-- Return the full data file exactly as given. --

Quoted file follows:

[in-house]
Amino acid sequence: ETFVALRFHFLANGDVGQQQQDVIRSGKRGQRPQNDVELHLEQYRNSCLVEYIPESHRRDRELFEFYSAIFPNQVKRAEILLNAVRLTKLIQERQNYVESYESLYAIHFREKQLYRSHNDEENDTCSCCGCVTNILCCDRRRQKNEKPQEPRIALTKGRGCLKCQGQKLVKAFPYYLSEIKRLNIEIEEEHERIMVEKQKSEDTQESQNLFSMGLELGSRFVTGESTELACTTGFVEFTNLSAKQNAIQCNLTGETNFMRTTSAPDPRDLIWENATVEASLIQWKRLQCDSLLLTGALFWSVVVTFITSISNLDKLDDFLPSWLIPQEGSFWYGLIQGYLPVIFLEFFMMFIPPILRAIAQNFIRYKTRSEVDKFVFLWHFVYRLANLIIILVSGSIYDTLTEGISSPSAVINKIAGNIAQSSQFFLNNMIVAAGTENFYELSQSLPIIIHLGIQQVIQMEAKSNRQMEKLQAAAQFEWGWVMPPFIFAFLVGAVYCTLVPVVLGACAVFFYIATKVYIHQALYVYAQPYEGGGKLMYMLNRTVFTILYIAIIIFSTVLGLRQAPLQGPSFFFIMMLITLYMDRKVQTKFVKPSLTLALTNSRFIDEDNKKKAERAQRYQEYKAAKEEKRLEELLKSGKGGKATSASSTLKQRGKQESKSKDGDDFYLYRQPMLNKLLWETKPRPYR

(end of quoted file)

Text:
[in-house]
Amino acid sequence: ETFVALRFHFLANGDVGQQQQDVIRSGKRGQRPQNDVELHLEQYRNSCLVEYIPESHRRDRELFEFYSAIFPNQVKRAEILLNAVRLTKLIQERQNYVESYESLYAIHFREKQLYRSHNDEENDTCSCCGCVTNILCCDRRRQKNEKPQEPRIALTKGRGCLKCQGQKLVKAFPYYLSEIKRLNIEIEEEHERIMVEKQKSEDTQESQNLFSMGLELGSRFVTGESTELACTTGFVEFTNLSAKQNAIQCNLTGETNFMRTTSAPDPRDLIWENATVEASLIQWKRLQCDSLLLTGALFWSVVVTFITSISNLDKLDDFLPSWLIPQEGSFWYGLIQGYLPVIFLEFFMMFIPPILRAIAQNFIRYKTRSEVDKFVFLWHFVYRLANLIIILVSGSIYDTLTEGISSPSAVINKIAGNIAQSSQFFLNNMIVAAGTENFYELSQSLPIIIHLGIQQVIQMEAKSNRQMEKLQAAAQFEWGWVMPPFIFAFLVGAVYCTLVPVVLGACAVFFYIATKVYIHQALYVYAQPYEGGGKLMYMLNRTVFTILYIAIIIFSTVLGLRQAPLQGPSFFFIMMLITLYMDRKVQTKFVKPSLTLALTNSRFIDEDNKKKAERAQRYQEYKAAKEEKRLEELLKSGKGGKATSASSTLKQRGKQESKSKDGDDFYLYRQPMLNKLLWETKPRPYR